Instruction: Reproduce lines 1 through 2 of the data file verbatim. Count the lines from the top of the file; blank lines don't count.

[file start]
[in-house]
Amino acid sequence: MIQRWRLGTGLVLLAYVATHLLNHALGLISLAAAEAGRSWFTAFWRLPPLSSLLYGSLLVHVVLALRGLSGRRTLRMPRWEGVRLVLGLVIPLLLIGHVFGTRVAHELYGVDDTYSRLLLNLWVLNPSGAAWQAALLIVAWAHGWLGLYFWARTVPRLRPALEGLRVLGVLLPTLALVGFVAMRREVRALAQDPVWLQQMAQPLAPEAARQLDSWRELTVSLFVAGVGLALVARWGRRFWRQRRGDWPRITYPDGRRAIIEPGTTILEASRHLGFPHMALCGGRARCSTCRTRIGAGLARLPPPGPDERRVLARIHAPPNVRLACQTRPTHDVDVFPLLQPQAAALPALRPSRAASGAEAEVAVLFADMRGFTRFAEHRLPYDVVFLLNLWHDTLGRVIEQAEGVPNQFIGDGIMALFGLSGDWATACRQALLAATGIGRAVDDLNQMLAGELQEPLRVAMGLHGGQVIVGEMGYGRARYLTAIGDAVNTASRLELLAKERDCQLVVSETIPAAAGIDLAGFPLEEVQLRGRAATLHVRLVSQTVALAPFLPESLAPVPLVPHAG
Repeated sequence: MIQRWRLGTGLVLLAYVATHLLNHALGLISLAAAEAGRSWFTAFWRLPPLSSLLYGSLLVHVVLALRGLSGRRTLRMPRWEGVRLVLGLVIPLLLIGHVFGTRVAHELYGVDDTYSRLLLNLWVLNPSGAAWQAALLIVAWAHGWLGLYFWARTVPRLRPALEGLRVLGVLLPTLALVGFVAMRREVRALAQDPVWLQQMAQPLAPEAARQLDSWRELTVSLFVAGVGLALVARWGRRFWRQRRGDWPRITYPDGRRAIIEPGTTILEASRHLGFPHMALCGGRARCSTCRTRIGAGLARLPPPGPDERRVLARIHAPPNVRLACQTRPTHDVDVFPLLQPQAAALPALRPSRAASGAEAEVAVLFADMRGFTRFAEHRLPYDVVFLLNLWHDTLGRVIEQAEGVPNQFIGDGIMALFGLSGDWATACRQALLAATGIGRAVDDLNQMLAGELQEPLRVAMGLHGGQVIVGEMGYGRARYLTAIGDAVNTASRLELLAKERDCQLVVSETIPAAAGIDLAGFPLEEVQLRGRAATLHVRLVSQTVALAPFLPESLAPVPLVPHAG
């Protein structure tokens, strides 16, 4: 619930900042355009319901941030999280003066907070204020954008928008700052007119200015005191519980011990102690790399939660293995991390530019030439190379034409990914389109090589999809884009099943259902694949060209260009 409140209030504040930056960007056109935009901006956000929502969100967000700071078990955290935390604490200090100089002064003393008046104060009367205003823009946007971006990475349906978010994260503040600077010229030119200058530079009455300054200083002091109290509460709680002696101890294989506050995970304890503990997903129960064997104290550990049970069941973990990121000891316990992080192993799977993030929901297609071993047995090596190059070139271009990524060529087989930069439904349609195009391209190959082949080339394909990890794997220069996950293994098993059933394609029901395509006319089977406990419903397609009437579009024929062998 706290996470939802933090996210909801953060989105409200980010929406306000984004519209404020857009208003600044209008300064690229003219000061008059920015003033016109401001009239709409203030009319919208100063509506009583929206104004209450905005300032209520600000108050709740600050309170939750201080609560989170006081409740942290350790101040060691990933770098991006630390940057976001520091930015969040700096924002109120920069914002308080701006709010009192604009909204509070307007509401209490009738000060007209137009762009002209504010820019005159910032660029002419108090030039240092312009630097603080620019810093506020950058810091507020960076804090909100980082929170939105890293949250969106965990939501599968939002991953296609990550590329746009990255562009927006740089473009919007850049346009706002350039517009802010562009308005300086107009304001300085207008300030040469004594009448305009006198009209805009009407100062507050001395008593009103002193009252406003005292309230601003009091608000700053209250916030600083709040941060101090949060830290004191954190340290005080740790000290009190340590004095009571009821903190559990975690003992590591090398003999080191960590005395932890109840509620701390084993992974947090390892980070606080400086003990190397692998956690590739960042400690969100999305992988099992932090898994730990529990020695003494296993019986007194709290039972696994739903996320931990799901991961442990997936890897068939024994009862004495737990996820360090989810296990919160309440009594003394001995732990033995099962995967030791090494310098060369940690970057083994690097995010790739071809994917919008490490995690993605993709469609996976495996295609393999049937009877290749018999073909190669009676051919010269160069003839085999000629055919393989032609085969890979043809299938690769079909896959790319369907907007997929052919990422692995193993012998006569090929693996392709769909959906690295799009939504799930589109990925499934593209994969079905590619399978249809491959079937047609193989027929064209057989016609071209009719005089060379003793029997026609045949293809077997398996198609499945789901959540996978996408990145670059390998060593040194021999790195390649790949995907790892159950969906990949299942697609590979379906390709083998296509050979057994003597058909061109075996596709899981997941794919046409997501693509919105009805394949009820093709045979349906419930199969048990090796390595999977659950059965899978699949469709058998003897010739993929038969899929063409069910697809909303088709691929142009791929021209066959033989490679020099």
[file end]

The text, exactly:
[in-house]
Amino acid sequence: MIQRWRLGTGLVLLAYVATHLLNHALGLISLAAAEAGRSWFTAFWRLPPLSSLLYGSLLVHVVLALRGLSGRRTLRMPRWEGVRLVLGLVIPLLLIGHVFGTRVAHELYGVDDTYSRLLLNLWVLNPSGAAWQAALLIVAWAHGWLGLYFWARTVPRLRPALEGLRVLGVLLPTLALVGFVAMRREVRALAQDPVWLQQMAQPLAPEAARQLDSWRELTVSLFVAGVGLALVARWGRRFWRQRRGDWPRITYPDGRRAIIEPGTTILEASRHLGFPHMALCGGRARCSTCRTRIGAGLARLPPPGPDERRVLARIHAPPNVRLACQTRPTHDVDVFPLLQPQAAALPALRPSRAASGAEAEVAVLFADMRGFTRFAEHRLPYDVVFLLNLWHDTLGRVIEQAEGVPNQFIGDGIMALFGLSGDWATACRQALLAATGIGRAVDDLNQMLAGELQEPLRVAMGLHGGQVIVGEMGYGRARYLTAIGDAVNTASRLELLAKERDCQLVVSETIPAAAGIDLAGFPLEEVQLRGRAATLHVRLVSQTVALAPFLPESLAPVPLVPHAG